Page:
Here chick, chick
While visiting garden stores recently, I found people are not only gardening for the first time, but starting to raise their own poultry.
Standing beside the tubs holding tiny chicks and ducklings at Tractor Supply Company, I could imagine the delight on a child’s face when she found one of these in her Easter basket on Easter morning. But it was difficult to believe these cute balls of fluff would one day grow up to crow and cluck, lay eggs and maybe even become lunch.
“We get in a lot of first time gardeners,” said Jody Crotwell, an assistant manager at the Chelsea store. They say they’re trying to save money on groceries.”
And people are buying baby chicks in hopes of gathering eggs from them when they get bigger, a clerk added.
Fifteen–month–old Abigail Honeycutt walked around the store with her dad Tim Honeycutt, her older brother Kevin and his friend Kristi Fontaine. Abigail wasn’t concerned about planting and growing, nor what the baby chicks and ducklings might be used for after they get big. She was too busy enjoying watching them and caressing the soft downy babies now.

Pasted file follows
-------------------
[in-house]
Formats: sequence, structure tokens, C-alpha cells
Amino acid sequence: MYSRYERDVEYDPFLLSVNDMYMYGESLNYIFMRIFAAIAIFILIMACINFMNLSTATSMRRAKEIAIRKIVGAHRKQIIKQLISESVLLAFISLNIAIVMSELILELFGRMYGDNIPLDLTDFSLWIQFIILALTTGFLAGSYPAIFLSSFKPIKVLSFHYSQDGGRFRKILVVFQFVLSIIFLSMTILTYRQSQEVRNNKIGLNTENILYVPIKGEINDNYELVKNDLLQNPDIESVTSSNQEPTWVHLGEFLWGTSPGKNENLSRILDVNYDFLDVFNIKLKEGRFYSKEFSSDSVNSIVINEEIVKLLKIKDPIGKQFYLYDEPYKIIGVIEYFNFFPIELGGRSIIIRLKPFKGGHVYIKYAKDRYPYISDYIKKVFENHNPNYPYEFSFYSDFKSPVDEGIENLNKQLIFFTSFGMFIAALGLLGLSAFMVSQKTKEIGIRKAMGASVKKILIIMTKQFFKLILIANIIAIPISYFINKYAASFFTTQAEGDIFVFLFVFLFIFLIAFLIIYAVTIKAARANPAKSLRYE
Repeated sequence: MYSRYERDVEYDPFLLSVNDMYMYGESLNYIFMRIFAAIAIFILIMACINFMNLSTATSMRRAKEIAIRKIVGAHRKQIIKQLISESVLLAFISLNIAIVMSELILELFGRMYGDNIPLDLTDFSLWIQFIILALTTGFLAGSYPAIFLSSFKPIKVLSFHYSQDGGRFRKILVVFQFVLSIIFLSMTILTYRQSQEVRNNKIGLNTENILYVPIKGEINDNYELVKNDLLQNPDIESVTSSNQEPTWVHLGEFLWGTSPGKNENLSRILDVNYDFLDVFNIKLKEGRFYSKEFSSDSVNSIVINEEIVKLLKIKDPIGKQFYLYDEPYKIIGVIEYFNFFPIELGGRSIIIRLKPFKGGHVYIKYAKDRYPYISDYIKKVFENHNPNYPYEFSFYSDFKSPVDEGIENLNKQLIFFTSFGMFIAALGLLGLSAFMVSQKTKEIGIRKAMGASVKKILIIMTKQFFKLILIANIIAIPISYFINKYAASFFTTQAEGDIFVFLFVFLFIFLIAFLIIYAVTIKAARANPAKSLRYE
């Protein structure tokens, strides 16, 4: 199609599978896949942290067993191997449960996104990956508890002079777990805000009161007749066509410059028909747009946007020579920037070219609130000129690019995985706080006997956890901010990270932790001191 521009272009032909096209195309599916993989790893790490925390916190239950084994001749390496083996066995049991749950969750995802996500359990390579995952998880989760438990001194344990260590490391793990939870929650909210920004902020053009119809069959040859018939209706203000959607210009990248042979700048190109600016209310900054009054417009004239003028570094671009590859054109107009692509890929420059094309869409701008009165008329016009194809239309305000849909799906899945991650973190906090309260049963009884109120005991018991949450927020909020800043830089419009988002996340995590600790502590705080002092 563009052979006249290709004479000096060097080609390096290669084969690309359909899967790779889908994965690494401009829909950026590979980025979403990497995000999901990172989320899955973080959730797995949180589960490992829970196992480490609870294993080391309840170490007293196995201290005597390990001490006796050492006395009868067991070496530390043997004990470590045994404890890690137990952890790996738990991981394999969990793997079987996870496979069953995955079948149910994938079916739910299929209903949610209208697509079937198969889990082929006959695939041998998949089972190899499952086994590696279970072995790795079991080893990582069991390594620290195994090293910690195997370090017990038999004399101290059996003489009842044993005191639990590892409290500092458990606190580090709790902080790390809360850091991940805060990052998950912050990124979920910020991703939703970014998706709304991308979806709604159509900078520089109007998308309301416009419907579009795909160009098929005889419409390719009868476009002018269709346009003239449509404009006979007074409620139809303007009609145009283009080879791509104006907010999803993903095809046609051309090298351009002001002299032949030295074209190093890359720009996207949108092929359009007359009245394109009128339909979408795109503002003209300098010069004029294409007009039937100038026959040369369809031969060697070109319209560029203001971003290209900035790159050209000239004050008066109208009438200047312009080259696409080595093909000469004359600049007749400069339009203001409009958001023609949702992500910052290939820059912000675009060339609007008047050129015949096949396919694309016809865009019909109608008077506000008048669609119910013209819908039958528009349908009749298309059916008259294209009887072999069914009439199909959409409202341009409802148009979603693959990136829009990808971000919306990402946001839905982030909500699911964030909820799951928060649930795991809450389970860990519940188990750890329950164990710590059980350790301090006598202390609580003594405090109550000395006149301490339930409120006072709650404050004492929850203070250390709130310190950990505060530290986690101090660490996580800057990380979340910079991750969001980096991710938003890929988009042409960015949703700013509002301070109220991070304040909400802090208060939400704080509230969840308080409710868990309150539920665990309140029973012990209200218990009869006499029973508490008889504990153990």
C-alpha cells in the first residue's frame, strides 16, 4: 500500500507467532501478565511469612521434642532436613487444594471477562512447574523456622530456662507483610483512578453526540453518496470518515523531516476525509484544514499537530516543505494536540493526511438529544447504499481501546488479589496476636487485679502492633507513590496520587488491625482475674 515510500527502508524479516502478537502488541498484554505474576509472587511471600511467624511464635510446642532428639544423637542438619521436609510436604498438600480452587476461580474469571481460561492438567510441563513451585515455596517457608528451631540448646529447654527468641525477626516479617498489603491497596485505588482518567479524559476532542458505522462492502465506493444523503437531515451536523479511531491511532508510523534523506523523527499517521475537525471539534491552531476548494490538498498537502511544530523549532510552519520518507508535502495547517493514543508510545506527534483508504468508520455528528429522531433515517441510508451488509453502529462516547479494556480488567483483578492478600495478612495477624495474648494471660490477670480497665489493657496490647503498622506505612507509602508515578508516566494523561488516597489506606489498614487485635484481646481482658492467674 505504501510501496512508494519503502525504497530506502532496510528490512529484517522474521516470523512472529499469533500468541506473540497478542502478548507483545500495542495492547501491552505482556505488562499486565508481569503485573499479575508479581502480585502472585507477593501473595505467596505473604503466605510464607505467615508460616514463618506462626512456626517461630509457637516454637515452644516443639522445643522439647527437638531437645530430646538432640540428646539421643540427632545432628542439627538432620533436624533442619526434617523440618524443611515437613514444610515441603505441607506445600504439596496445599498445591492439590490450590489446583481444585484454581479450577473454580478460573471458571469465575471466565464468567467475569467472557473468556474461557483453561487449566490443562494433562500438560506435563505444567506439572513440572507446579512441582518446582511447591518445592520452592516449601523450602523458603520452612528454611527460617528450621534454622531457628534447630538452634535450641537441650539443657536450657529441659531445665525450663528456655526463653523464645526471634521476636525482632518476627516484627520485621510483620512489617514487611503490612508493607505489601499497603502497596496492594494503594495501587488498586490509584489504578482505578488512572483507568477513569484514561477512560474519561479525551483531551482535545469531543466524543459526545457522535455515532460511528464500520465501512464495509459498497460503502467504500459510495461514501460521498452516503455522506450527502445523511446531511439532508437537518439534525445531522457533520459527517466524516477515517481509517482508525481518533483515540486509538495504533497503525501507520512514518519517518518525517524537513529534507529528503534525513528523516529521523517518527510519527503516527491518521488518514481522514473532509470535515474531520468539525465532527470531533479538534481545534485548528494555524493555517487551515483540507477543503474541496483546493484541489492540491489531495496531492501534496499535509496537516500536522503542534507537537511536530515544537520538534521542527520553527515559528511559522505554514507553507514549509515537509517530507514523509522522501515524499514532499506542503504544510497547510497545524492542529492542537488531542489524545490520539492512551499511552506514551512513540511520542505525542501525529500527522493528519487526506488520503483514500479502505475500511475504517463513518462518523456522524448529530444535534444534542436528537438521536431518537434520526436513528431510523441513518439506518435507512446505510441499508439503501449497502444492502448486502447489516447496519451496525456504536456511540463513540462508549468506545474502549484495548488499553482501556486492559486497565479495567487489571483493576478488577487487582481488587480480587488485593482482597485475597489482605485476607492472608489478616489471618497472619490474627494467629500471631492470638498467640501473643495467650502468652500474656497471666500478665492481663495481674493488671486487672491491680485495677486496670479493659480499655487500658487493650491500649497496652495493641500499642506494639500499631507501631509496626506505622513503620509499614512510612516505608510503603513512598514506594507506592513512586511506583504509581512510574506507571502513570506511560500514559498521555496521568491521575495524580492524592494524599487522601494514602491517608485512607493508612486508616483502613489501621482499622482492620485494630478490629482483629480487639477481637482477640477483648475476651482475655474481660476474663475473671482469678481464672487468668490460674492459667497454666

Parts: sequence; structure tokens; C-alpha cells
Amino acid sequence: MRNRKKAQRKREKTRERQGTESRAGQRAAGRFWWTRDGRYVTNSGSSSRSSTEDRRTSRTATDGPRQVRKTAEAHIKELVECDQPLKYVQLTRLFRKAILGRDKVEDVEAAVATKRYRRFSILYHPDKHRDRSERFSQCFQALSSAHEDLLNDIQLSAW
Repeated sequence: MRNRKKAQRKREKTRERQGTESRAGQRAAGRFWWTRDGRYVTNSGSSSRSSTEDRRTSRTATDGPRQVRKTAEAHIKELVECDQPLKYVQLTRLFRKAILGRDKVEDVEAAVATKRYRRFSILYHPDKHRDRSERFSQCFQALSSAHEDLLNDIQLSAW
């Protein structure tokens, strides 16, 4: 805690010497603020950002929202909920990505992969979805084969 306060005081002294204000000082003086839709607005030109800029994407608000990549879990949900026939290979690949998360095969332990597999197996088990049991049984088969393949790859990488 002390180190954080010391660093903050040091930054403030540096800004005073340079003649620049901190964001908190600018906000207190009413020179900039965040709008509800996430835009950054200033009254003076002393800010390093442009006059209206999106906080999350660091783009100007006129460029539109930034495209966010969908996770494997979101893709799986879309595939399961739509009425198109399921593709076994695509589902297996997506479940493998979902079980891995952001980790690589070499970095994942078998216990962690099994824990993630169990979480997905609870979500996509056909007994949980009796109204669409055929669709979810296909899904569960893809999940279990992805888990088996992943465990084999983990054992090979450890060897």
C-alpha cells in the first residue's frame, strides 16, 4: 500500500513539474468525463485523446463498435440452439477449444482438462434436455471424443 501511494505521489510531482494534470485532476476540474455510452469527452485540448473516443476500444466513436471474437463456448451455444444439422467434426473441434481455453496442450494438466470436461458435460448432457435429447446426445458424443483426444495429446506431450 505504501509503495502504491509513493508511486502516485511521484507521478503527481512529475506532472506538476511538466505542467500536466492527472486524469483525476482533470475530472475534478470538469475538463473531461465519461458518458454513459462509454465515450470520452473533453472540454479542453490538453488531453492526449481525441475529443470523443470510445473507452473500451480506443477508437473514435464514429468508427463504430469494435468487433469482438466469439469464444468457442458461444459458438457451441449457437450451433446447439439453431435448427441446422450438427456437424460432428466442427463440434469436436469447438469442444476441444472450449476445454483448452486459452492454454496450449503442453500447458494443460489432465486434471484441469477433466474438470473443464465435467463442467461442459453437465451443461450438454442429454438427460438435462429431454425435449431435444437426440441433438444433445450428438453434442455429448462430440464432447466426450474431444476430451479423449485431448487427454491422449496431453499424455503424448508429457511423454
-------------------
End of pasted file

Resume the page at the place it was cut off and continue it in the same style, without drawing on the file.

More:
The adults watched the expression on the child’s face change from one of reluctance to amazement and delight when coaxed to feel the chicks’ softness. The adults appeared to enjoy the experience as much as Abigail.
Watching Abigail stroke the soft feathers, and listening to her cute “quacking” noises, I thought about how quickly children, like chicks and ducklings, grow up. And knew Abigail’s mother, who was attending class, would surely regret missing her daughter’s first encounter with these waddling, chirping wonders.
I’m glad I happened to be at the store with a camera so I could, at least, capture on paper a photograph to help her, and our readers, share the experience.